What Is Early Modernism?

By Georgia Alton

Early Modernism was a movement within the arts that questioned the values of Western civilization and disputed the existence of God and universal moral principles. Early Modernists experimented with form and style in the arts.

Definition

A rejection of Victorian morality typified early Modernism. The Modernist movement dates from the turn of the 20th century through the mid-1900s; Christopher Butler, a professor of English literature at the University of Oxford, places early Modernism in the period between 1900 and 1916 in his work "Early Modernism: Literature, Music, and Painting in Europe, 1900-1916."

Periodization

Butler asserts early Modernism ended during World War I because the profound disillusionment that the war engendered among writers, artists, and composers led to even greater innovation in the arts.

Types

Movements within early Modernism include Symbolism, which was a move among poets to represent reality through metaphors and symbols, and Futurism, which was a trend in art to reject the old and celebrate the new and technological.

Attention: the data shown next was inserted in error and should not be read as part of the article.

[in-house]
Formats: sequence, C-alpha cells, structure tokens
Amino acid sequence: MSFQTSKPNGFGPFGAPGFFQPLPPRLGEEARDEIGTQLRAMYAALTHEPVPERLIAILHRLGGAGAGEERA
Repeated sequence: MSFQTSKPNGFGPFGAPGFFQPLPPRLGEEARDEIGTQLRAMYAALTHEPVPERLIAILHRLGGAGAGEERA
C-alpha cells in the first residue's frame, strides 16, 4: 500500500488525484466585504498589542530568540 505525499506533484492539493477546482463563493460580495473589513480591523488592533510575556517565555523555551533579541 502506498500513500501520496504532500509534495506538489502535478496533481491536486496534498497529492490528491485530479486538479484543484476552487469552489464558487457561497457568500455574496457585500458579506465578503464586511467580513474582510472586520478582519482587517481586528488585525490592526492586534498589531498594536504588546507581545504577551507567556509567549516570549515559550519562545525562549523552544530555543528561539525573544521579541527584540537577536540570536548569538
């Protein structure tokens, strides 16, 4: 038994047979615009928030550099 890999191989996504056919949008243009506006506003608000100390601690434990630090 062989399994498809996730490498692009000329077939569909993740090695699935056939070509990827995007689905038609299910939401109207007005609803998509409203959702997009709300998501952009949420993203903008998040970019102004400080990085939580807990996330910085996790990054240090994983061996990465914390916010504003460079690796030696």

Major Figures

Among the early Modernists are artists such as Pablo Picasso and Henri Matisse. In music, Igor Stravinsky's "Rite of Spring" (1913) was an influential piece. Writers Ezra Pound and T.S. Eliot inaugurated the Modernist movement in literature.

Significance

Modernists turned away from absolute values, seeing in Victorianism a dangerous tendency to view the world in black-and-white terms. Such a worldview, Modernists believed, led to social ills like imperialism, slavery, and war.

About the Author

Georgia Alton holds a Doctor of Philosophy in history from Emory University. Her specialty is 20th-century U.S. history. Alton has written articles on subjects like World War I and colonial America for ABC-CLIO encyclopedias. She also works as a freelance writer with articles on eHow, Answerbag and Brighthub.